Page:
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In July 2019, the venerable Black newspaper the Chicago Defender announced after 114 years that it would no longer run a print edition. Legacy African American newspapers have long faced financial challenges, but the Defender’s fate proved how difficult it is for Black papers to survive in the age of online news. For much of the Black Press’ history, it has largely depended on circulation revenue, rather than advertisements, to stay in the black. When the coronavirus pandemic hit the U.S., then, the Black Press was already facing challenges staying in business. Black newspaper editors wondered how they were going to survive the economic fallout from the shutdown.

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In an effort to respond to the dire straits of local journalism, Facebook awarded 15 members of the National Newspaper Publishers Association (NNPA) close to $1.3 million in grants through the Facebook Journalism Project. Black Press publishers welcomed the cash infusion. Frances Murphy Draper, the publisher and four-generation owner of the AFRO newspaper, stated:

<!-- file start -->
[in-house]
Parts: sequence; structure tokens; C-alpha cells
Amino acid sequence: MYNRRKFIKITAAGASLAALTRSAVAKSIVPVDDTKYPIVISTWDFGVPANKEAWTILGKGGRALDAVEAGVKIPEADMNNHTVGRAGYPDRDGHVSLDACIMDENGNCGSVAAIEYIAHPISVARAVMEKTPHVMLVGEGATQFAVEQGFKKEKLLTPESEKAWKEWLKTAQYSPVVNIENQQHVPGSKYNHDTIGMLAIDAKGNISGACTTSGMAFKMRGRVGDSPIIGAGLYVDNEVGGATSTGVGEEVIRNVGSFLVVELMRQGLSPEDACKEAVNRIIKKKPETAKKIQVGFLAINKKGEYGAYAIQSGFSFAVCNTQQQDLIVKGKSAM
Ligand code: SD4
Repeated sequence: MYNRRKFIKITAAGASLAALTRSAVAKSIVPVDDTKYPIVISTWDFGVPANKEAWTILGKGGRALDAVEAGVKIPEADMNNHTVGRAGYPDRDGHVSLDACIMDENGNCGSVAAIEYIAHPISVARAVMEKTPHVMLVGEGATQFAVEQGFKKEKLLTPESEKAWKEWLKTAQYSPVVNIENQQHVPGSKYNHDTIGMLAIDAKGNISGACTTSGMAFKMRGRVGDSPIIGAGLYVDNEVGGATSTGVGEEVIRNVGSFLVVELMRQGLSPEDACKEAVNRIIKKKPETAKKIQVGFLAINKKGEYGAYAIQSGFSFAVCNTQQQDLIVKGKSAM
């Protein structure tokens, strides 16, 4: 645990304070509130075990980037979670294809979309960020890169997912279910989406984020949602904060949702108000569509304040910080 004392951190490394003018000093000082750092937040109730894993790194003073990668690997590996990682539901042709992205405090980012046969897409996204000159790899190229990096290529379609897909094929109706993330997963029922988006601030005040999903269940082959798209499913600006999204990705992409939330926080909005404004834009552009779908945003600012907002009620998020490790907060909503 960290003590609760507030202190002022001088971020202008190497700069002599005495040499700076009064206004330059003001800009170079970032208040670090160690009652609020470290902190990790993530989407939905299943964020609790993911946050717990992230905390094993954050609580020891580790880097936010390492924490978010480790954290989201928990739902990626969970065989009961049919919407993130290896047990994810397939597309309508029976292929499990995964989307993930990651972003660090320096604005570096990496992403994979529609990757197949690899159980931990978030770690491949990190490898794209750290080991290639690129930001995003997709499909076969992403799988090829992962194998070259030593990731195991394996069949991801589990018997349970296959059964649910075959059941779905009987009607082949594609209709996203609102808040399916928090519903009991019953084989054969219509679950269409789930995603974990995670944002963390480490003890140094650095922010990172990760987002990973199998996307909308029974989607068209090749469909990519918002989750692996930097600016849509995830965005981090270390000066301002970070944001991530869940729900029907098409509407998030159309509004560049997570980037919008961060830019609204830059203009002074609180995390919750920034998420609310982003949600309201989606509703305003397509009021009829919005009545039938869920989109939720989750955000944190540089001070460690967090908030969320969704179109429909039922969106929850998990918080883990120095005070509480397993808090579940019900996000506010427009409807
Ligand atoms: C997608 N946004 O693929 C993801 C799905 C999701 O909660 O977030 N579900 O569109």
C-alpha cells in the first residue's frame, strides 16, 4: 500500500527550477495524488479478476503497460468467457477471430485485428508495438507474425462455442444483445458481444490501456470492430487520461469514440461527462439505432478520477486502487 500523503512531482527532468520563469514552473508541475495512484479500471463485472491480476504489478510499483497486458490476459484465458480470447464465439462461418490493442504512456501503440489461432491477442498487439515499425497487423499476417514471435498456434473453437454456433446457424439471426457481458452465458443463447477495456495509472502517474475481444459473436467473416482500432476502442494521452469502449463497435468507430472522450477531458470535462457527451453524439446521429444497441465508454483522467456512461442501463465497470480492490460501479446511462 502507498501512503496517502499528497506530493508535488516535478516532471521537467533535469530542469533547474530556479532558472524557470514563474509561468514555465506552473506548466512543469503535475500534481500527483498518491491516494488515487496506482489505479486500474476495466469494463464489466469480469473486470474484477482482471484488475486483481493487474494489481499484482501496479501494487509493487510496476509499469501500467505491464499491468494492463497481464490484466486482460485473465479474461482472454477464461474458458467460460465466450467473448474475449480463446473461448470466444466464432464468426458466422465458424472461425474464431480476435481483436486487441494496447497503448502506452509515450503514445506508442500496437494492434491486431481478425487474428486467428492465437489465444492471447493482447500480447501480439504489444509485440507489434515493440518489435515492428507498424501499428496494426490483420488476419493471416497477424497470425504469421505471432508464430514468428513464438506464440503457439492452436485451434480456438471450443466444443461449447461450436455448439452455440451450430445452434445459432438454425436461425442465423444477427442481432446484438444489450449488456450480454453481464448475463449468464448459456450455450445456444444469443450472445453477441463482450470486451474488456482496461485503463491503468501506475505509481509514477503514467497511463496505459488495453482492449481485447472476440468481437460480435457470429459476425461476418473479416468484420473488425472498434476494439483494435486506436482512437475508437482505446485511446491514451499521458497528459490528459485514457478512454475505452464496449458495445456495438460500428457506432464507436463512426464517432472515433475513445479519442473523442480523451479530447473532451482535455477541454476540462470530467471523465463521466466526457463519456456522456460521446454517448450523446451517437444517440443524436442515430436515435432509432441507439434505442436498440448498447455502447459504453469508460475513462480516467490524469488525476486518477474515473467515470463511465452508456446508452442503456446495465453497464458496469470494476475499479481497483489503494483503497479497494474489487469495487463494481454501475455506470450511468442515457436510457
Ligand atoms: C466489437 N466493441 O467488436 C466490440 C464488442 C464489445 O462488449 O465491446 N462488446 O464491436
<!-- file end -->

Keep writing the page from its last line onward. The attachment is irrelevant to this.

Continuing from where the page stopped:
The Facebook Grant will help the AFRO continue its 127-plus year history of uninterrupted publishing and enable us to continue our legacy as one of the nation’s most trusted voices in the African American community.

Defender Network publisher Sonny Messiah Jiles, exclaimed:

To God the glory… I am grateful to Facebook for recognizing the importance and relevance of the Black Press especially considering the threat of COVID-19 on the African-American community and on our financial stability.

The Black Press benefits from access to many of Facebook’s approximately 2.7 billion monthly active users and is motivated, like other news outlets, to put a great deal of content on the platform. Thus, even as the Black Press continues to serve the needs of customers with print copies, its largest circulation is online, and a lot of its traffic is mediated through Facebook.